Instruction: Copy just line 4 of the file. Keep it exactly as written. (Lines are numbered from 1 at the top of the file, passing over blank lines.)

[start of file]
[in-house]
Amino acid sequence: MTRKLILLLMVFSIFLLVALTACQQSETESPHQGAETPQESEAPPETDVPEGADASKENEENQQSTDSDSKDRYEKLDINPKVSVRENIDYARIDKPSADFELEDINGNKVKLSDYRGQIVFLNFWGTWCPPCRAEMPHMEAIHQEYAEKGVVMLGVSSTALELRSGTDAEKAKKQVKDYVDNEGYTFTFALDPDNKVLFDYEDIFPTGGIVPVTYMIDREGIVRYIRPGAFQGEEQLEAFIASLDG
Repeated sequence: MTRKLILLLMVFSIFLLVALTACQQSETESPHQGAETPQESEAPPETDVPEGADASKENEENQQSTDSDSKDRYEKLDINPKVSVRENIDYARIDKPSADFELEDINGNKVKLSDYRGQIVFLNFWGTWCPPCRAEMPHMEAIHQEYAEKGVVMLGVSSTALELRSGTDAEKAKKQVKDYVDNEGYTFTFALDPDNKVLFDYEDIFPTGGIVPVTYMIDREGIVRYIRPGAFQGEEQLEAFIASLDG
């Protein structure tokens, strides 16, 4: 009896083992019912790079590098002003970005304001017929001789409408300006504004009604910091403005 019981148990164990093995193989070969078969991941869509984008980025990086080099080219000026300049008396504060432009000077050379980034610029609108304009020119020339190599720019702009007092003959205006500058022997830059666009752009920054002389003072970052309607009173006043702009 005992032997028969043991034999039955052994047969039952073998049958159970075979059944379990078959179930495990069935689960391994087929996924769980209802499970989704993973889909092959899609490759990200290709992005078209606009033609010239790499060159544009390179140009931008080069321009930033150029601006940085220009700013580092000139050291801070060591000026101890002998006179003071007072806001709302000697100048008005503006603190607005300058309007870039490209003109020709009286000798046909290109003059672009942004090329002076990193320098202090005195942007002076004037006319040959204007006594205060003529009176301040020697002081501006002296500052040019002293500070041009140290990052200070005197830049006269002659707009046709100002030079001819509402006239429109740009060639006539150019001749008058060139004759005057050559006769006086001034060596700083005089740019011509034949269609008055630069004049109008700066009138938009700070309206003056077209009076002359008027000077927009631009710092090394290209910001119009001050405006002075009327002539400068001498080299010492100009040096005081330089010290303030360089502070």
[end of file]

């Protein structure tokens, strides 16, 4: 009896083992019912790079590098002003970005304001017929001789409408300006504004009604910091403005 019981148990164990093995193989070969078969991941869509984008980025990086080099080219000026300049008396504060432009000077050379980034610029609108304009020119020339190599720019702009007092003959205006500058022997830059666009752009920054002389003072970052309607009173006043702009 005992032997028969043991034999039955052994047969039952073998049958159970075979059944379990078959179930495990069935689960391994087929996924769980209802499970989704993973889909092959899609490759990200290709992005078209606009033609010239790499060159544009390179140009931008080069321009930033150029601006940085220009700013580092000139050291801070060591000026101890002998006179003071007072806001709302000697100048008005503006603190607005300058309007870039490209003109020709009286000798046909290109003059672009942004090329002076990193320098202090005195942007002076004037006319040959204007006594205060003529009176301040020697002081501006002296500052040019002293500070041009140290990052200070005197830049006269002659707009046709100002030079001819509402006239429109740009060639006539150019001749008058060139004759005057050559006769006086001034060596700083005089740019011509034949269609008055630069004049109008700066009138938009700070309206003056077209009076002359008027000077927009631009710092090394290209910001119009001050405006002075009327002539400068001498080299010492100009040096005081330089010290303030360089502070």